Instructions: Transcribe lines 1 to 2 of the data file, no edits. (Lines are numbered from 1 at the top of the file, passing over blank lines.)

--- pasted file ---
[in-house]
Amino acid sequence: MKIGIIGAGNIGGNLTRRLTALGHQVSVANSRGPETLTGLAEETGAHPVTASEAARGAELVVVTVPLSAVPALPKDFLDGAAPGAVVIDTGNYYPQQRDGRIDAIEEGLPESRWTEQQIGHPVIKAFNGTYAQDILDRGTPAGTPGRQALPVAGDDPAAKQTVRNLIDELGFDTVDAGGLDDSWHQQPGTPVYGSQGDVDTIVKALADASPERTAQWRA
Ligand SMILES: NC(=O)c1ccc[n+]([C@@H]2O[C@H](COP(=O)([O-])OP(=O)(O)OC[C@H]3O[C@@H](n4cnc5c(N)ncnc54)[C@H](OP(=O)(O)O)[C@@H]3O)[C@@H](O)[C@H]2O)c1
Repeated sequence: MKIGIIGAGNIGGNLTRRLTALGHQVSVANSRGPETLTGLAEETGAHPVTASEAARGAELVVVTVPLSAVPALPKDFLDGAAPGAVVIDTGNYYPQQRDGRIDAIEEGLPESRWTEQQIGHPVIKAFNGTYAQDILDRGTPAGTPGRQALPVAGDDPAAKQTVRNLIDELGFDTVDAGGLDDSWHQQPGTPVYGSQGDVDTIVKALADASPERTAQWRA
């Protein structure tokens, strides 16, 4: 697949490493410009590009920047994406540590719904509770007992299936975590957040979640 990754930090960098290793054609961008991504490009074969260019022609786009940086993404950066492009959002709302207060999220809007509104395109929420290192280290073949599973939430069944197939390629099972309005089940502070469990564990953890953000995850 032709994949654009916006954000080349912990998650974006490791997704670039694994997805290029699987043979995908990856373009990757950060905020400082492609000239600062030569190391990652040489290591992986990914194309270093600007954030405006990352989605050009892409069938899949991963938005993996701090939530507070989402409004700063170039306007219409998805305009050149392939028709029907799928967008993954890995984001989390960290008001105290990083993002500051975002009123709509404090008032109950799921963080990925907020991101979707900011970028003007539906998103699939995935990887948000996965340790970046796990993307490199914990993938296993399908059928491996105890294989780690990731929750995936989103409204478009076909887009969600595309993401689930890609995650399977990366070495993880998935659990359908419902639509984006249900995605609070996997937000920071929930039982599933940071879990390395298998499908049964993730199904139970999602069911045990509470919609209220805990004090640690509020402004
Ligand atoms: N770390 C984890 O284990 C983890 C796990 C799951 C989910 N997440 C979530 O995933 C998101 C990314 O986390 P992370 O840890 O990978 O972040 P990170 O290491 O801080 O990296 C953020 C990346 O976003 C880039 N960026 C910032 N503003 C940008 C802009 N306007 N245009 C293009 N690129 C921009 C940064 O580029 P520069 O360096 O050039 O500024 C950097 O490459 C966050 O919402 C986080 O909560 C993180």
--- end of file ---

[in-house]
Amino acid sequence: MKIGIIGAGNIGGNLTRRLTALGHQVSVANSRGPETLTGLAEETGAHPVTASEAARGAELVVVTVPLSAVPALPKDFLDGAAPGAVVIDTGNYYPQQRDGRIDAIEEGLPESRWTEQQIGHPVIKAFNGTYAQDILDRGTPAGTPGRQALPVAGDDPAAKQTVRNLIDELGFDTVDAGGLDDSWHQQPGTPVYGSQGDVDTIVKALADASPERTAQWRA